Regarding the PG's recent account of the Shadyside forum on Arizona's recently enacted immigration law ("Ariz. Immigration Law Called Threat to Liberty," May 18):
While I am frustrated that the federal government does not have the appetite to fix this problem long-term, I don't believe focusing on the supposed benefit or, alternatively, huge cost of illegal immigration is terribly relevant when discussing the phenomenon. Deciding who may be in your country, for how long and why is a fundamental aspect of national sovereignty. Its violation flouts the rule of law, respect for which I suspect most Americans, liberal and conservative, would agree is a core aspect of our national identity and a great achievement.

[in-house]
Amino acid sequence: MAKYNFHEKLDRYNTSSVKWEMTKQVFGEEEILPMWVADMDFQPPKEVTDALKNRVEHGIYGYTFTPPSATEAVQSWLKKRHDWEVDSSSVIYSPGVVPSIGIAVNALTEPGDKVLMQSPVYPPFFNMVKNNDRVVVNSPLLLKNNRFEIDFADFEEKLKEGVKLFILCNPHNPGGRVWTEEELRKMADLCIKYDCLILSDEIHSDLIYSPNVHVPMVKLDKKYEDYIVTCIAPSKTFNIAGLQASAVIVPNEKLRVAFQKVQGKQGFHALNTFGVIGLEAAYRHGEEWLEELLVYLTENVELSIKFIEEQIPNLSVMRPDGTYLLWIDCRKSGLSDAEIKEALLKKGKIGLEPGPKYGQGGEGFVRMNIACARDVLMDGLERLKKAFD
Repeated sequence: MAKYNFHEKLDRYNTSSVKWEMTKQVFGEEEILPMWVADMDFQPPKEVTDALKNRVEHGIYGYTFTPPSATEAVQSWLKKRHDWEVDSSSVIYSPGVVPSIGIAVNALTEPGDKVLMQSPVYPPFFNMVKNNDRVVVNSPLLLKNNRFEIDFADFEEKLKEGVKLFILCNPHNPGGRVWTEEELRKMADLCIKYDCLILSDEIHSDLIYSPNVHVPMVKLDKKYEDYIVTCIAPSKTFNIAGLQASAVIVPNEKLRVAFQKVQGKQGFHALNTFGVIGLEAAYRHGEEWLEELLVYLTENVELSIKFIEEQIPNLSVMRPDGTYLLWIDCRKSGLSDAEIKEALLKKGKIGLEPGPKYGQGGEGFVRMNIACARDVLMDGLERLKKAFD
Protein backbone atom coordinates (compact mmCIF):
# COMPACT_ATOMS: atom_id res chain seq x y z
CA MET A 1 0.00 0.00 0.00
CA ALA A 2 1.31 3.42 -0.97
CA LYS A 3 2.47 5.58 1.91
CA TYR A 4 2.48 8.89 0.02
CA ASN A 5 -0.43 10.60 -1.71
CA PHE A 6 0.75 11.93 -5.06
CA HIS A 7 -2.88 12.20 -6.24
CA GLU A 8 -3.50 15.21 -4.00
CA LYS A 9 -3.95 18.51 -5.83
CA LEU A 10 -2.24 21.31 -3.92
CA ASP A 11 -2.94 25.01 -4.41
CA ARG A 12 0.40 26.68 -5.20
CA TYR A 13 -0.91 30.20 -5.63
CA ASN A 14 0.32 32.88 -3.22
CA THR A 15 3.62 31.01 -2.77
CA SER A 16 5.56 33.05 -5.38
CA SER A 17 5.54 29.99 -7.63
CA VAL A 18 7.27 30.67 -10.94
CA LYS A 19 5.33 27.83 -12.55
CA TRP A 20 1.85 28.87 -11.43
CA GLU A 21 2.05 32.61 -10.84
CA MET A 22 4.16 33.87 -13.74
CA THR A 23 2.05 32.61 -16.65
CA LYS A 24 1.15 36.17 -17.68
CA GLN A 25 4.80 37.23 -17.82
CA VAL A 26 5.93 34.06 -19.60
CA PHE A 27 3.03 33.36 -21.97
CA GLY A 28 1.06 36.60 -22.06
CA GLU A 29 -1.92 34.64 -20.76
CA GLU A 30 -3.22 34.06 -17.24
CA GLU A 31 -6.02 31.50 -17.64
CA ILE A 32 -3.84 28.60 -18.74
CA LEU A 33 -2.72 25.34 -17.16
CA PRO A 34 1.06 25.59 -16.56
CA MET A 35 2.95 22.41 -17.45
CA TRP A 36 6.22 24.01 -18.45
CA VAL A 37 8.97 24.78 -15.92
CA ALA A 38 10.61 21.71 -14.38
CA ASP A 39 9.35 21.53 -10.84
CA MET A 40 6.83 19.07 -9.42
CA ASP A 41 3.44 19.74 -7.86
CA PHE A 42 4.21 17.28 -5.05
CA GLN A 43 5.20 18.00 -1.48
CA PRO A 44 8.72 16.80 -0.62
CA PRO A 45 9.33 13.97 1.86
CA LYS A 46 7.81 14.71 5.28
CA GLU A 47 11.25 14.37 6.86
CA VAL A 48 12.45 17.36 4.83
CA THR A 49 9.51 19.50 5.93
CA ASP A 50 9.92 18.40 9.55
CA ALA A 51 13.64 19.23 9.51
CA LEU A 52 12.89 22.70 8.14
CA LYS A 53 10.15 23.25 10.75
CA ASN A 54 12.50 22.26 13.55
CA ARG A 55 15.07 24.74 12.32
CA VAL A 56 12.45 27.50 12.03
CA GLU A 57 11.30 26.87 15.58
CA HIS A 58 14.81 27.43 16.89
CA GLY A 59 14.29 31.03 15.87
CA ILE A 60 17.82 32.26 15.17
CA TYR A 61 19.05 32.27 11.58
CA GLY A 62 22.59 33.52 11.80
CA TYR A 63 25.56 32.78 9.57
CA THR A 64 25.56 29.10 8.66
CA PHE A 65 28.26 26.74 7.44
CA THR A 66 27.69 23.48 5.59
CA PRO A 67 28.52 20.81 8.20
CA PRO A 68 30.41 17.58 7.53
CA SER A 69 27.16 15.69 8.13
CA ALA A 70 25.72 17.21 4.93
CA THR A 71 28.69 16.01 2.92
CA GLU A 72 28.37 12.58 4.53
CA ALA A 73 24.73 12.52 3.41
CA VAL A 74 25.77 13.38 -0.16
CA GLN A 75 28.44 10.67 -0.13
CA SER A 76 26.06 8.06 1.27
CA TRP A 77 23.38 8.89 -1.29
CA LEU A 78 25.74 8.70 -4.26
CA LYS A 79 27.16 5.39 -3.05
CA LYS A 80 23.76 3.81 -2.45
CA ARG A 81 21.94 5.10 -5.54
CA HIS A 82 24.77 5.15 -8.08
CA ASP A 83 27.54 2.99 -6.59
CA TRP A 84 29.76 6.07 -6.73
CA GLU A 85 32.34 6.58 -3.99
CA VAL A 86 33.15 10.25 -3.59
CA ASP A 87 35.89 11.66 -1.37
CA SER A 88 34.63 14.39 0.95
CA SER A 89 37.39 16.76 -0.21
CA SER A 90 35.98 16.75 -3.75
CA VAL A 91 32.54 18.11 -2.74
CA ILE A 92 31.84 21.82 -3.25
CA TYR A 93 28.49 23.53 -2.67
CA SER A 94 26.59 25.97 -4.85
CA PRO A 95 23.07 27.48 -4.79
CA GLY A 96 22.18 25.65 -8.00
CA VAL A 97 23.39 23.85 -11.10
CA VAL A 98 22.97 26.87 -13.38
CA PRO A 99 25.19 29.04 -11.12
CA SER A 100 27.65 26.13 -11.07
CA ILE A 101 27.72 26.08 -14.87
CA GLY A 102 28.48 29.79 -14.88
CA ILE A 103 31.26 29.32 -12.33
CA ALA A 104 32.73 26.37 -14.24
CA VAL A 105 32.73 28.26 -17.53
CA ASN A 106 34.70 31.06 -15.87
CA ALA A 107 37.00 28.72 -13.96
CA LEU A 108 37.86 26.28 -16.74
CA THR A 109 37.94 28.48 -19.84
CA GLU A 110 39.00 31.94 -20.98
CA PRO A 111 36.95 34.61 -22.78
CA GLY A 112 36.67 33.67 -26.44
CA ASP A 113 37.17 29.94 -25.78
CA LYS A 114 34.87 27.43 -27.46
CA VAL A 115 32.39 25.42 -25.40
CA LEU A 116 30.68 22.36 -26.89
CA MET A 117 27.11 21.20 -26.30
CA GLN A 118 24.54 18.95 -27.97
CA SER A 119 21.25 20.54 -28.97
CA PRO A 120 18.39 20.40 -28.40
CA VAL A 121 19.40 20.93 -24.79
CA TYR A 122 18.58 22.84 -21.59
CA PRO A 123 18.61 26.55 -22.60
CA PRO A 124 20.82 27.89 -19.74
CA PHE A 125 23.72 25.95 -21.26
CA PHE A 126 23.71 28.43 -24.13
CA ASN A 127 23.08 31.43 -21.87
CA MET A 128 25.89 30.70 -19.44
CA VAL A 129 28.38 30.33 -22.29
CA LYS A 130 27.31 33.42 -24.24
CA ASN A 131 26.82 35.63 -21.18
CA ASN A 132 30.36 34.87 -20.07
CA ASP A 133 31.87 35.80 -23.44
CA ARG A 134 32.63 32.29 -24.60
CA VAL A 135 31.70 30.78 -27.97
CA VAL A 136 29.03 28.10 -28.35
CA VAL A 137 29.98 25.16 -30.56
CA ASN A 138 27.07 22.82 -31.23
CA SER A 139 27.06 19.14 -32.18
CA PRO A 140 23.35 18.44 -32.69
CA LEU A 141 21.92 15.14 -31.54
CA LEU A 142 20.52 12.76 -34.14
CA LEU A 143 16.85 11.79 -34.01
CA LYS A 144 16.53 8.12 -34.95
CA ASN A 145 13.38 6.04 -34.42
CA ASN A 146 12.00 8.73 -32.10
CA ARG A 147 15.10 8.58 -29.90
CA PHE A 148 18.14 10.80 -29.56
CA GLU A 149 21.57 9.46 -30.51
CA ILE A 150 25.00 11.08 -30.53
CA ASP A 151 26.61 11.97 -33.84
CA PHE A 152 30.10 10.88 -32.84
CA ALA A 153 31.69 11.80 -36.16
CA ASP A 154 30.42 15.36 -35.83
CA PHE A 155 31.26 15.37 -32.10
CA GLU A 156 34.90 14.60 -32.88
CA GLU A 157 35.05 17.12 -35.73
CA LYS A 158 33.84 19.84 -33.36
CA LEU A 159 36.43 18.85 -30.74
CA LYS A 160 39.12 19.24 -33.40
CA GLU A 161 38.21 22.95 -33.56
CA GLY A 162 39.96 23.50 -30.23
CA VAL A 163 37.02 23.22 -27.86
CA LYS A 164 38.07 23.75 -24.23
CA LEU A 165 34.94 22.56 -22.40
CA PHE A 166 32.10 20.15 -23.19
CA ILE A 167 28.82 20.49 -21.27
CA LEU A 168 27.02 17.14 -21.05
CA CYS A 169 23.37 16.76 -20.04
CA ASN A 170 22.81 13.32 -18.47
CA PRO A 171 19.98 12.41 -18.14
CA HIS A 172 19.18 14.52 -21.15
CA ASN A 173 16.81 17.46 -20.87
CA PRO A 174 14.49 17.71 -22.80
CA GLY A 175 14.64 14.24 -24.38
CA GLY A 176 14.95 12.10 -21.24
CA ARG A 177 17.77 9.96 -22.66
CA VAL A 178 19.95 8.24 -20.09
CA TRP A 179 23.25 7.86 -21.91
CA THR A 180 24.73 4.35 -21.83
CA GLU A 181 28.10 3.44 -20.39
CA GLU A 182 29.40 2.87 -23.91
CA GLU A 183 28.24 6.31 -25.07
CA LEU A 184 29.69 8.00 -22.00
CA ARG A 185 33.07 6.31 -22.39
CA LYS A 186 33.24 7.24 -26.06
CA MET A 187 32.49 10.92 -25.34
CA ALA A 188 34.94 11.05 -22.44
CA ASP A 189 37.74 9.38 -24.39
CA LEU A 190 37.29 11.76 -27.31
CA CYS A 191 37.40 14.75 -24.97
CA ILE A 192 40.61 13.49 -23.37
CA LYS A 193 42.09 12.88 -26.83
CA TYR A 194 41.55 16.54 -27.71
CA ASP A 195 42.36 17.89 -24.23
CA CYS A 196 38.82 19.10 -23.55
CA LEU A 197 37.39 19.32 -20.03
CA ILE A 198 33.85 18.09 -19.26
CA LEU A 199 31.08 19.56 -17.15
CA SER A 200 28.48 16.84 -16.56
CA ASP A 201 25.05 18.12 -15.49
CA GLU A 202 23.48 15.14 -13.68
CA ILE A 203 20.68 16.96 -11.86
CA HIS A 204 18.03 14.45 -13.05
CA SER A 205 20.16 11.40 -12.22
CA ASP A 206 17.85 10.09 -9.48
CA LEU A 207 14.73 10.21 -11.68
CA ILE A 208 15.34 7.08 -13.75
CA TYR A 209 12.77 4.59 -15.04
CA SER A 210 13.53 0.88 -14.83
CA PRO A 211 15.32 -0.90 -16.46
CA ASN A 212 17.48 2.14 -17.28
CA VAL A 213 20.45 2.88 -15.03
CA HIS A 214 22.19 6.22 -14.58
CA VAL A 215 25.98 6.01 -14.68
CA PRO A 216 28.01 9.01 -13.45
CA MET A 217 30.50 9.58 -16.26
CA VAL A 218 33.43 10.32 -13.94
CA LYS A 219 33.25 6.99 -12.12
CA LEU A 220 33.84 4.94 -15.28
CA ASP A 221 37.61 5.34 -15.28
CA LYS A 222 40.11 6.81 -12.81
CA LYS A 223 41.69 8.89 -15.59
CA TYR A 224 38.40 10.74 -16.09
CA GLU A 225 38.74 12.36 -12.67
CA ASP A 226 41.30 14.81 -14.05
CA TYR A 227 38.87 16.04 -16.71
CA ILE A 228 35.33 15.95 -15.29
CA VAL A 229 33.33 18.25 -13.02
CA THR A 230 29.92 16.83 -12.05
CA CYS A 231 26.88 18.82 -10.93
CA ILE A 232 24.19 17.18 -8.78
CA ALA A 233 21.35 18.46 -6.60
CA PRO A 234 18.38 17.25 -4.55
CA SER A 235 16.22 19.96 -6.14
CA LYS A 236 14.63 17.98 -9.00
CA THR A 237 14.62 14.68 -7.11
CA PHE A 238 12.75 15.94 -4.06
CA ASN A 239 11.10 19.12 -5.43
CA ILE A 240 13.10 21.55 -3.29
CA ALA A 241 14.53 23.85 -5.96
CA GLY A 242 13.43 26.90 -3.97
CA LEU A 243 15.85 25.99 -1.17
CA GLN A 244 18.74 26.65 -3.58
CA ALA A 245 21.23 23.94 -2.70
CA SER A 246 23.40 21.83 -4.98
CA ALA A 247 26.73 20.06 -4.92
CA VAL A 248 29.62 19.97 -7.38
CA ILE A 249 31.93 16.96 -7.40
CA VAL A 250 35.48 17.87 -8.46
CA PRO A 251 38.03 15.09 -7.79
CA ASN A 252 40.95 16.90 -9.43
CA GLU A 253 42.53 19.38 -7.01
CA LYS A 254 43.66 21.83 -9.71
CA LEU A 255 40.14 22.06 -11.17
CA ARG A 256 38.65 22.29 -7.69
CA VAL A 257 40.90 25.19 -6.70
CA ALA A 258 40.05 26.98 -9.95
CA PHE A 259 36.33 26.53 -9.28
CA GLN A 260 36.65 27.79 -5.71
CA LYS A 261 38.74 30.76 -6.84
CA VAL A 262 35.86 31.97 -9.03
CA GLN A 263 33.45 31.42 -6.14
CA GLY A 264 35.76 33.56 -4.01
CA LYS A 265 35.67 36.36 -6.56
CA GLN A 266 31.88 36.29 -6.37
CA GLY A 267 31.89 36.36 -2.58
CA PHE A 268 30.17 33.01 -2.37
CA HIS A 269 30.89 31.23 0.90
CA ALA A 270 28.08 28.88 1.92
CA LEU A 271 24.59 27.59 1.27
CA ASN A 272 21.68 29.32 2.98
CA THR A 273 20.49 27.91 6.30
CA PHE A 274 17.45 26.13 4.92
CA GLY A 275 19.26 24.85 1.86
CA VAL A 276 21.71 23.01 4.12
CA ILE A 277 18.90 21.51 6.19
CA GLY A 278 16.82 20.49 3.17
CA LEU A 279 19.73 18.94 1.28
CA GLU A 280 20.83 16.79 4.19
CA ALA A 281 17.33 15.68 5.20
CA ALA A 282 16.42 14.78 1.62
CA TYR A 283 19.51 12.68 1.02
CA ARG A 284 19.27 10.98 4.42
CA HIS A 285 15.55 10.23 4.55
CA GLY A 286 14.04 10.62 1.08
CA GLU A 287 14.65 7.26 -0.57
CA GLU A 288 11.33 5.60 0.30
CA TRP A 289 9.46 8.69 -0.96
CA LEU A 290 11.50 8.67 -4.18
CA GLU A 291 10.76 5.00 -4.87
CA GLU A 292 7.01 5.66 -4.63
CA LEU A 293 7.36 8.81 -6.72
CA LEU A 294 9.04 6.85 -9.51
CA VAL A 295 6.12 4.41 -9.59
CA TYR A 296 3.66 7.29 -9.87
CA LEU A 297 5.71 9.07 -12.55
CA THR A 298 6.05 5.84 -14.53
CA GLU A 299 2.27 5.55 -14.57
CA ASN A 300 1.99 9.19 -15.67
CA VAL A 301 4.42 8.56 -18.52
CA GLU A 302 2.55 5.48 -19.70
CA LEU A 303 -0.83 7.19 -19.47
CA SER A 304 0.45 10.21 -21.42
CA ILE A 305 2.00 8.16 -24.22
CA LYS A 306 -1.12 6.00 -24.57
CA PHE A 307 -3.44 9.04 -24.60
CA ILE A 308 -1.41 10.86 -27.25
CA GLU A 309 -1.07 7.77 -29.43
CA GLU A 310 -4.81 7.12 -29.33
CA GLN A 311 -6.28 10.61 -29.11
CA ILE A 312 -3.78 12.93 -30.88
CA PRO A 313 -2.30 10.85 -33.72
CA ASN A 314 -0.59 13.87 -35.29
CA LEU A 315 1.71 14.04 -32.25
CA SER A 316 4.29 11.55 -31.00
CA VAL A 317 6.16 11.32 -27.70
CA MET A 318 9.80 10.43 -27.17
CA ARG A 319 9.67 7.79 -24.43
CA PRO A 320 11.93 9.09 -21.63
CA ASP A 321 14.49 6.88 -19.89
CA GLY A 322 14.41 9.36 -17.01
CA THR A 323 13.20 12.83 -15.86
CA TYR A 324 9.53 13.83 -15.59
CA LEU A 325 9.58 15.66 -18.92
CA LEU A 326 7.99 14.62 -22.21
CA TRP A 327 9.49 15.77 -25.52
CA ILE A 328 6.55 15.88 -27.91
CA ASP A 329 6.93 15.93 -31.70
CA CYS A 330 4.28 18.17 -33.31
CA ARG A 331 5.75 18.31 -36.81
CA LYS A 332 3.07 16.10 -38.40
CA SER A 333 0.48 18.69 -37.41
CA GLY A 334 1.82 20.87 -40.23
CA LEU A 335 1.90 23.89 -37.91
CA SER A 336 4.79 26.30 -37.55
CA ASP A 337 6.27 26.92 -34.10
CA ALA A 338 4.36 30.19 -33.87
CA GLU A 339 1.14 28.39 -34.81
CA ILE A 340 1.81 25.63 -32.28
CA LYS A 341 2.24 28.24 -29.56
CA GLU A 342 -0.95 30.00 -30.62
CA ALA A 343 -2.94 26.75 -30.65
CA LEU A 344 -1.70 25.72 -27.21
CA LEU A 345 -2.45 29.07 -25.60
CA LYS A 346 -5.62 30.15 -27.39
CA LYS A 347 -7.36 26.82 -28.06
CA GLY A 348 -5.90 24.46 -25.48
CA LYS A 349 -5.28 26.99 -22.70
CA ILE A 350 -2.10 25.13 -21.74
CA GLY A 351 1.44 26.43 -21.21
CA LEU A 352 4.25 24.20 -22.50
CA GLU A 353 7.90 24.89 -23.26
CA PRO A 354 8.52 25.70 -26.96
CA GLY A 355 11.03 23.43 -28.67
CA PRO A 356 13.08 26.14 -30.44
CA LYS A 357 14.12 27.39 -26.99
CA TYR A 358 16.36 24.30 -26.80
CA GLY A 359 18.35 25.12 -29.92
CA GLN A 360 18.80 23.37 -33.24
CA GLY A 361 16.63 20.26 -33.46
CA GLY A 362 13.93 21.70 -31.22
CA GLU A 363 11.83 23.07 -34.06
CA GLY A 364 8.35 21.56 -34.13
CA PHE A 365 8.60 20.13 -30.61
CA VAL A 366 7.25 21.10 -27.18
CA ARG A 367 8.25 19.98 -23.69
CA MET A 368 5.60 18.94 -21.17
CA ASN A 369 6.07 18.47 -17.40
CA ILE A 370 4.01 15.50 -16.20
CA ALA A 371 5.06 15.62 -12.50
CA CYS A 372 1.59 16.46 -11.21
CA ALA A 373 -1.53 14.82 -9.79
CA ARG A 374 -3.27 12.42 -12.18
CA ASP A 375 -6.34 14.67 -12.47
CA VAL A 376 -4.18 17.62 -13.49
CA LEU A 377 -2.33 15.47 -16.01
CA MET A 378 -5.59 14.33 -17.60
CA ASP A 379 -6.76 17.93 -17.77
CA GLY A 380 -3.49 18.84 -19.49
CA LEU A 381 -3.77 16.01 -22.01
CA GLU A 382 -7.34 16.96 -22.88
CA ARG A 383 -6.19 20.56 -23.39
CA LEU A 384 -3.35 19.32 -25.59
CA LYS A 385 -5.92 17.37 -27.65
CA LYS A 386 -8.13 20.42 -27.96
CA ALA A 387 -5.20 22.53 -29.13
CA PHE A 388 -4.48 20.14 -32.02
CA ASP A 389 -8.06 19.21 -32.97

The broader question of whether to liberalize our immigration policies would require a consideration of the overall costs and benefits of doing so, but, for better or for worse, it is no longer 1910, and the United States needs more-skilled as opposed to less-skilled workers, a fact wisely reflected in a number of current U.S. immigration programs targeting skilled workers over unskilled ones.
Given income levels in Mexico and Central America and our huge and very porous southern border, there is no reason to think that legal immigration can ever be properly calibrated under current rules to produce the desired number of additional immigrants, or, given the fact that India and China have made Mexico and Central America uncompetitive in terms of labor costs, can make us more competitive globally. It is therefore not surprising that there is little public support to do so.